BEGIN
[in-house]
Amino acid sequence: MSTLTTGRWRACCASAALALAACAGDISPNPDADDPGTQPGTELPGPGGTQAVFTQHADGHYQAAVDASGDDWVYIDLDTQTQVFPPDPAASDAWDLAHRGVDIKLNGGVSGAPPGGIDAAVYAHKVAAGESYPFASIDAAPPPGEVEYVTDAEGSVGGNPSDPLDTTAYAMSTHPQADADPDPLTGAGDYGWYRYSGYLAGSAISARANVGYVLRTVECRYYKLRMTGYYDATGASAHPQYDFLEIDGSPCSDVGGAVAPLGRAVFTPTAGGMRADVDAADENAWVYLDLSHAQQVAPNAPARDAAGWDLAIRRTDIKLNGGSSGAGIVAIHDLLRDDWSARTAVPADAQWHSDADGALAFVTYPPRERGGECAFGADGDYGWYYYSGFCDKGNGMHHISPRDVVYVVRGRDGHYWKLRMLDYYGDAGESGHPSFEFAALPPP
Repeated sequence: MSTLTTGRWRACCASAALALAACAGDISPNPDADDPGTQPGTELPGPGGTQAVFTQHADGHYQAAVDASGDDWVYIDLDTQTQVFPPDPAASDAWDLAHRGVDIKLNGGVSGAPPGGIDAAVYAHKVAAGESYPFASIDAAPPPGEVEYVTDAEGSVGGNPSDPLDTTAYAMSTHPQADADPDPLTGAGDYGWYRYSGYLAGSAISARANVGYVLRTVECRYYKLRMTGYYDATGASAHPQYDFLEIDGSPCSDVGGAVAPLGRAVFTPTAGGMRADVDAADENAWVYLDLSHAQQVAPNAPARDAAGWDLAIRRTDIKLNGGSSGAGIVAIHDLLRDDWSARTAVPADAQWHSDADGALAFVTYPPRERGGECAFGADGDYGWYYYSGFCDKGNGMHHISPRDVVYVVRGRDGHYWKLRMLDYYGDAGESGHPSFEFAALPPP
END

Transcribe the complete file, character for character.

[in-house]
Amino acid sequence: MSTLTTGRWRACCASAALALAACAGDISPNPDADDPGTQPGTELPGPGGTQAVFTQHADGHYQAAVDASGDDWVYIDLDTQTQVFPPDPAASDAWDLAHRGVDIKLNGGVSGAPPGGIDAAVYAHKVAAGESYPFASIDAAPPPGEVEYVTDAEGSVGGNPSDPLDTTAYAMSTHPQADADPDPLTGAGDYGWYRYSGYLAGSAISARANVGYVLRTVECRYYKLRMTGYYDATGASAHPQYDFLEIDGSPCSDVGGAVAPLGRAVFTPTAGGMRADVDAADENAWVYLDLSHAQQVAPNAPARDAAGWDLAIRRTDIKLNGGSSGAGIVAIHDLLRDDWSARTAVPADAQWHSDADGALAFVTYPPRERGGECAFGADGDYGWYYYSGFCDKGNGMHHISPRDVVYVVRGRDGHYWKLRMLDYYGDAGESGHPSFEFAALPPP
Repeated sequence: MSTLTTGRWRACCASAALALAACAGDISPNPDADDPGTQPGTELPGPGGTQAVFTQHADGHYQAAVDASGDDWVYIDLDTQTQVFPPDPAASDAWDLAHRGVDIKLNGGVSGAPPGGIDAAVYAHKVAAGESYPFASIDAAPPPGEVEYVTDAEGSVGGNPSDPLDTTAYAMSTHPQADADPDPLTGAGDYGWYRYSGYLAGSAISARANVGYVLRTVECRYYKLRMTGYYDATGASAHPQYDFLEIDGSPCSDVGGAVAPLGRAVFTPTAGGMRADVDAADENAWVYLDLSHAQQVAPNAPARDAAGWDLAIRRTDIKLNGGSSGAGIVAIHDLLRDDWSARTAVPADAQWHSDADGALAFVTYPPRERGGECAFGADGDYGWYYYSGFCDKGNGMHHISPRDVVYVVRGRDGHYWKLRMLDYYGDAGESGHPSFEFAALPPP